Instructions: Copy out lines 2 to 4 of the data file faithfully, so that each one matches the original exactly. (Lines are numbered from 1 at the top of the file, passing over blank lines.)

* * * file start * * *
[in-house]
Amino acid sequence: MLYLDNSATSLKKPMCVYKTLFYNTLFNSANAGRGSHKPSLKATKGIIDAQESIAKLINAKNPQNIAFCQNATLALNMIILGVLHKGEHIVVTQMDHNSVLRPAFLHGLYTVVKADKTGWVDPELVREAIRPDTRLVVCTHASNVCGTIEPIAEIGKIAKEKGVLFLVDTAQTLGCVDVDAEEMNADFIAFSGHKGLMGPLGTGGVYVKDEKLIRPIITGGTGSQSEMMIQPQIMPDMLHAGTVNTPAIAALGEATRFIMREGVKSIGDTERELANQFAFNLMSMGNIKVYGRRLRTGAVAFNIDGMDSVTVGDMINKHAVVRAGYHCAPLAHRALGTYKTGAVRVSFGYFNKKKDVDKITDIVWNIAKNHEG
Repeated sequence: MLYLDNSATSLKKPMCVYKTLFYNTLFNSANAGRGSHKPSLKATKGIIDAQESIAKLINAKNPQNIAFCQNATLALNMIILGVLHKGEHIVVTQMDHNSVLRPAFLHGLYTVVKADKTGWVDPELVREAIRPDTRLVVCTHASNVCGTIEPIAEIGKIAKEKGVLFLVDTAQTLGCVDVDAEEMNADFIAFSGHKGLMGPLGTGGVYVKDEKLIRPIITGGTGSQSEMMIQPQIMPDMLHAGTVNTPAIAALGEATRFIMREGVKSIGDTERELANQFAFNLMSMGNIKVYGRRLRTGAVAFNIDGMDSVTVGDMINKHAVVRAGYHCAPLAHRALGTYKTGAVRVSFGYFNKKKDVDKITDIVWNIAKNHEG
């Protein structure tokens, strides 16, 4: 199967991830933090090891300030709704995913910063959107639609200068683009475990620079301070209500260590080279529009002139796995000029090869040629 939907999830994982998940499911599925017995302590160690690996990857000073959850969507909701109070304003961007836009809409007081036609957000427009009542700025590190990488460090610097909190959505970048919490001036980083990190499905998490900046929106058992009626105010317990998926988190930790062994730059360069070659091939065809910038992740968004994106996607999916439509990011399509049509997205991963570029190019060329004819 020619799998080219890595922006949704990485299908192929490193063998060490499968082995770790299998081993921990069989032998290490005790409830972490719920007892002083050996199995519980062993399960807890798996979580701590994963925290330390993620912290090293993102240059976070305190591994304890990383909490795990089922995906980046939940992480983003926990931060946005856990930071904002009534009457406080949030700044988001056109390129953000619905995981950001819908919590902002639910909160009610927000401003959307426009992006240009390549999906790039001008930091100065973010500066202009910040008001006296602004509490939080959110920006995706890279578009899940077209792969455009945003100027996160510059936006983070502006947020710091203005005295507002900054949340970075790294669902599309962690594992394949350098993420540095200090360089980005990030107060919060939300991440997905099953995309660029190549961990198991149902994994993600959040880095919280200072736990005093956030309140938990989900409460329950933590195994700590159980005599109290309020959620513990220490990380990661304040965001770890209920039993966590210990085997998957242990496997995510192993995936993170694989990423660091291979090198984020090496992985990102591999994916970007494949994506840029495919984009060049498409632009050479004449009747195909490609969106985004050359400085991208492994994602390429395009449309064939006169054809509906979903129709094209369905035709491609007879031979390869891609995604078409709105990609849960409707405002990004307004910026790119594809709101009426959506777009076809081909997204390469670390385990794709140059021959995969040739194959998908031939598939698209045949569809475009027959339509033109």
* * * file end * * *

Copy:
Amino acid sequence: MLYLDNSATSLKKPMCVYKTLFYNTLFNSANAGRGSHKPSLKATKGIIDAQESIAKLINAKNPQNIAFCQNATLALNMIILGVLHKGEHIVVTQMDHNSVLRPAFLHGLYTVVKADKTGWVDPELVREAIRPDTRLVVCTHASNVCGTIEPIAEIGKIAKEKGVLFLVDTAQTLGCVDVDAEEMNADFIAFSGHKGLMGPLGTGGVYVKDEKLIRPIITGGTGSQSEMMIQPQIMPDMLHAGTVNTPAIAALGEATRFIMREGVKSIGDTERELANQFAFNLMSMGNIKVYGRRLRTGAVAFNIDGMDSVTVGDMINKHAVVRAGYHCAPLAHRALGTYKTGAVRVSFGYFNKKKDVDKITDIVWNIAKNHEG
Repeated sequence: MLYLDNSATSLKKPMCVYKTLFYNTLFNSANAGRGSHKPSLKATKGIIDAQESIAKLINAKNPQNIAFCQNATLALNMIILGVLHKGEHIVVTQMDHNSVLRPAFLHGLYTVVKADKTGWVDPELVREAIRPDTRLVVCTHASNVCGTIEPIAEIGKIAKEKGVLFLVDTAQTLGCVDVDAEEMNADFIAFSGHKGLMGPLGTGGVYVKDEKLIRPIITGGTGSQSEMMIQPQIMPDMLHAGTVNTPAIAALGEATRFIMREGVKSIGDTERELANQFAFNLMSMGNIKVYGRRLRTGAVAFNIDGMDSVTVGDMINKHAVVRAGYHCAPLAHRALGTYKTGAVRVSFGYFNKKKDVDKITDIVWNIAKNHEG
């Protein structure tokens, strides 16, 4: 199967991830933090090891300030709704995913910063959107639609200068683009475990620079301070209500260590080279529009002139796995000029090869040629 939907999830994982998940499911599925017995302590160690690996990857000073959850969507909701109070304003961007836009809409007081036609957000427009009542700025590190990488460090610097909190959505970048919490001036980083990190499905998490900046929106058992009626105010317990998926988190930790062994730059360069070659091939065809910038992740968004994106996607999916439509990011399509049509997205991963570029190019060329004819 020619799998080219890595922006949704990485299908192929490193063998060490499968082995770790299998081993921990069989032998290490005790409830972490719920007892002083050996199995519980062993399960807890798996979580701590994963925290330390993620912290090293993102240059976070305190591994304890990383909490795990089922995906980046939940992480983003926990931060946005856990930071904002009534009457406080949030700044988001056109390129953000619905995981950001819908919590902002639910909160009610927000401003959307426009992006240009390549999906790039001008930091100065973010500066202009910040008001006296602004509490939080959110920006995706890279578009899940077209792969455009945003100027996160510059936006983070502006947020710091203005005295507002900054949340970075790294669902599309962690594992394949350098993420540095200090360089980005990030107060919060939300991440997905099953995309660029190549961990198991149902994994993600959040880095919280200072736990005093956030309140938990989900409460329950933590195994700590159980005599109290309020959620513990220490990380990661304040965001770890209920039993966590210990085997998957242990496997995510192993995936993170694989990423660091291979090198984020090496992985990102591999994916970007494949994506840029495919984009060049498409632009050479004449009747195909490609969106985004050359400085991208492994994602390429395009449309064939006169054809509906979903129709094209369905035709491609007879031979390869891609995604078409709105990609849960409707405002990004307004910026790119594809709101009426959506777009076809081909997204390469670390385990794709140059021959995969040739194959998908031939598939698209045949569809475009027959339509033109």